A Wrinkle as Time
Madeleine L'Engle
Contributed by Ariane Heyne
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Chapter 1

Meg Murry tosses and turns in her attic bedroom on a dark and stormy night.

She can't sleep because she is thinking about all that seems wrong in her life. She doesn't fit in at school, her high school teachers have threatened to drop her down a grade due to her poor academic performance. Worst of all, her father has been missing for many years and no one has heard from him. Meg hears her family's big black dog Fortinbras barking downstairs. She worries that a stranger may be skulking around the house. The teenage girl suspects the tramp who, according to local rumors, recently stole twelve bedsheets from the constable's wife, Mrs. Buncombe. Meg dismisses her fears as silly and calms her nerves by making herself some cocoa in the kitchen. She is surprised to see her five-year-old brother Charles Wallace waiting for her at the kitchen table. Meg notes that Charles seems capable of reading her mind. Mrs. Murry soon joins her children, and tells Meg that she has received a call from Mrs. Henderson, the mother of the boy whom Meg had beaten up at school that day. Meg tells her mother that she hates being an "oddball" at school. She wishes she were more ordinary like her twin younger brothers, Sandy and Dennys. Mrs. Murry tells Meg that she needs to practice moderation, and learn the importance of finding a "happy medium". Charles says he has spoken about Meg's problems with his friend Mrs. Whatsit, though he does not tell who this woman is. As Charles is making sandwiches for his mother and sister, Fortinbras begins to bark loudly again. Mrs. Murry goes outside to find the reason behind commotion. She comes back with Charles's mysterious friend Mrs. Whatsit, who looks like an eccentric tramp in wet clothes. Mrs. Whatsit explains that she loves nights in such wild weather, but tonight she has been blown off in the storm. Charles asks her why she stole bed sheets from Mrs. Buncombe's house, confirming Meg's doubt that Mrs. Whatsit is the neighborhood tramp. Mrs. Whatsit removes her boots and dries her feet and then suddenly says "there is such a thing as a tesseract". She then hurriedly goes out of the door. Mrs. Murry, standing still at the threshold, is stunned by Mrs. Whatsit's parting words.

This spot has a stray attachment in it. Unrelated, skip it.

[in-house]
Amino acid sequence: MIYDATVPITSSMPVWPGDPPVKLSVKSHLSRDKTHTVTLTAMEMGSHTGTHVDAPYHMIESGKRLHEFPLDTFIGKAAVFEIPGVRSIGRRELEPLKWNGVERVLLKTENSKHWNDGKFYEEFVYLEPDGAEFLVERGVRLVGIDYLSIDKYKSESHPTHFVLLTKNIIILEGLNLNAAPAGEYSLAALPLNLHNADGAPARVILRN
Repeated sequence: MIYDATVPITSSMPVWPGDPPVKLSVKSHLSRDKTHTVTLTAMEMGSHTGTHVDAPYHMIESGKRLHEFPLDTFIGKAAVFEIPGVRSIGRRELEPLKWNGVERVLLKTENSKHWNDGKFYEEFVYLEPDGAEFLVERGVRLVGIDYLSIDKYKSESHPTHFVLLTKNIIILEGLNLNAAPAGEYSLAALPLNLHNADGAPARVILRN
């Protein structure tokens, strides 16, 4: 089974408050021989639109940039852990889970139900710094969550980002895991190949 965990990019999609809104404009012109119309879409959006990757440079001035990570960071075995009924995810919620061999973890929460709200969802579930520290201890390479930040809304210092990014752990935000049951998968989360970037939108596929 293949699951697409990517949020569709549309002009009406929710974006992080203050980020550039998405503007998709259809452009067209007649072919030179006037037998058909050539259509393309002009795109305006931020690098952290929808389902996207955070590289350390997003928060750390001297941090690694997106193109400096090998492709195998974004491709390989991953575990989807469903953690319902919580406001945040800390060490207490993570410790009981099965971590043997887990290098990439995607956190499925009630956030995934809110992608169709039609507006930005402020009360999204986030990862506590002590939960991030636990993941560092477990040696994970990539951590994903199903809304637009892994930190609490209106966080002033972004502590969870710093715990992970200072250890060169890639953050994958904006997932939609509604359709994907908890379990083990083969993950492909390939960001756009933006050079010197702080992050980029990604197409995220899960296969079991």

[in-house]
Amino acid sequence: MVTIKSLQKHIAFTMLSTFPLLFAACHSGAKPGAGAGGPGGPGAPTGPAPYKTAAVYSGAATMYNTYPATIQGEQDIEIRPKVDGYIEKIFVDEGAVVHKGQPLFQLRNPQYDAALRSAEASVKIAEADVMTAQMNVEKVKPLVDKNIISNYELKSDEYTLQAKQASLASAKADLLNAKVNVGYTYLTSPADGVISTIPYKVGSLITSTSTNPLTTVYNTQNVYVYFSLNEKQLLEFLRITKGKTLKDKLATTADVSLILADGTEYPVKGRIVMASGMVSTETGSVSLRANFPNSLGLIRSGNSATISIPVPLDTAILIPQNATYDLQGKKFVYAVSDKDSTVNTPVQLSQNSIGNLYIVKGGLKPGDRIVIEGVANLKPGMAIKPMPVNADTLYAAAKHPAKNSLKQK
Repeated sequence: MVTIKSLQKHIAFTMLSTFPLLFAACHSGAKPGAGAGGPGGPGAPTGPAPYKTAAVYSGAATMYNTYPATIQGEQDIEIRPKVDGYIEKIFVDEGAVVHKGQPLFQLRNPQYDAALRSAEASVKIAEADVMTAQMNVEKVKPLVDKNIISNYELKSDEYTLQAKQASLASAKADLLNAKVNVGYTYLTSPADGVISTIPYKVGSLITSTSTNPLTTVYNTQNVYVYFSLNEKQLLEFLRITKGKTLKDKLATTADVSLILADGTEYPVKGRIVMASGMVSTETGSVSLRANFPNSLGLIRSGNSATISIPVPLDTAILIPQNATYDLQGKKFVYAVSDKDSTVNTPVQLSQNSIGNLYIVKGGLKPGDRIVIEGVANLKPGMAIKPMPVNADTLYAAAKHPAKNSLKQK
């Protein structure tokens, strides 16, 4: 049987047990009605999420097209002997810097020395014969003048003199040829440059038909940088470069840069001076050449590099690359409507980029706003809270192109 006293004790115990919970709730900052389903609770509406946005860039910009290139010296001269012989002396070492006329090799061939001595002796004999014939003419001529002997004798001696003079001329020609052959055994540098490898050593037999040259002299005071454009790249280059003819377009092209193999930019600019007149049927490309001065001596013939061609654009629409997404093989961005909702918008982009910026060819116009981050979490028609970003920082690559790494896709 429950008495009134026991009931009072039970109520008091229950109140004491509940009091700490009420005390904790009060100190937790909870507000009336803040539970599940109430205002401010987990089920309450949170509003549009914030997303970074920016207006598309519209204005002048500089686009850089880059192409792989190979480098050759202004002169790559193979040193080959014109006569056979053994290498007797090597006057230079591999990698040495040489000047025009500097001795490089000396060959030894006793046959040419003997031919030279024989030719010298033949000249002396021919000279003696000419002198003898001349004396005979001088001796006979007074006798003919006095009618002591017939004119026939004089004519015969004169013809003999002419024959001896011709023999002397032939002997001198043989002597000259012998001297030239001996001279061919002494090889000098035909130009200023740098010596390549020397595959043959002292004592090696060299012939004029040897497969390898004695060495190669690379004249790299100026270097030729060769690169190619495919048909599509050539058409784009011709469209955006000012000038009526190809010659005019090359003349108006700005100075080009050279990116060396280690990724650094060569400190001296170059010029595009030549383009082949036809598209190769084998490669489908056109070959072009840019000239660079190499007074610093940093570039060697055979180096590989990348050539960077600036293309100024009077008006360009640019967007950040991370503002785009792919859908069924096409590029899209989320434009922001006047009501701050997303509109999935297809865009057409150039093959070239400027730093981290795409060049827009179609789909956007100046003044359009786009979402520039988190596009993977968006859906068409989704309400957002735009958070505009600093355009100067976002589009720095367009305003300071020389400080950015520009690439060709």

The opening chapter introduces Meg Murry as an ordinary adolescent facing same problems as most of the teenagers today. She desperately wants to fit in and feel more comfortable in her identity. Meg thinks of herself as an outcast at school because she doesn't get along with the other students, who accuse her of acting immature. Part of her alienation is due to the notoriety of her unusual family. Her teachers expect her to do better in studies since both her parents are brilliant scientists. Boys at school make fun of her "dumb baby brother" Charles, who did not begin to speak until the age of four. Finally, all the townspeople talk about her missing father, implying that the Murry family should accept that he has abandoned them. On top of it all, Meg is deeply insecure about her personal appearance. Compared to her beautiful mother, she thinks of herself as "repulsive-looking" and wonders whether her social alienation is due to her physical unattractiveness. Thus, Meg stands out for the very same reasons that make her so representative of most adolescents: awkward and insecure, she lacks confidence in her own abilities. In contrast to Meg, younger brother Charles is very extraordinary -- indeed, almost supernatural. He comes across as highly precocious for a five-year-old -- preparing liverwurst and cream cheese sandwiches, conversing freely with old ladies, and teaching himself new vocabulary. Charles also has an exceptional ability to read the minds of his mother and sister. Mrs. Whatsit too exhibits extrasensory powers. She can see the Russian caviar behind a closed cabinet door, and can somehow sense Meg's distrust of her. These exceptional abilities of the characters introduce the emerging story as one of science fiction and fantasy. The opening chapter not only establishes the tone of the narrative, it foreshadows several important events that will take place over the course of the novel. The description of the moon in the opening sentence alludes to the celestial battle between the shadowy thing and the stars, witnessed by Meg and her fellow travelers in Chapter Four: "Every few moments the moon ripped through the clouds, creating wraithlike shadows that raced across the ground." Mrs. Murry's remark that Meg needs to learn to find a "happy medium" precedes Meg's encounter with a creature by this name in Chapter Six. Finally, Mrs. Murry tells her daughter that she just needs "to plow through some more time" before things will get easier for her. Meg will literally follow her advice when she travels through a wrinkle in time.

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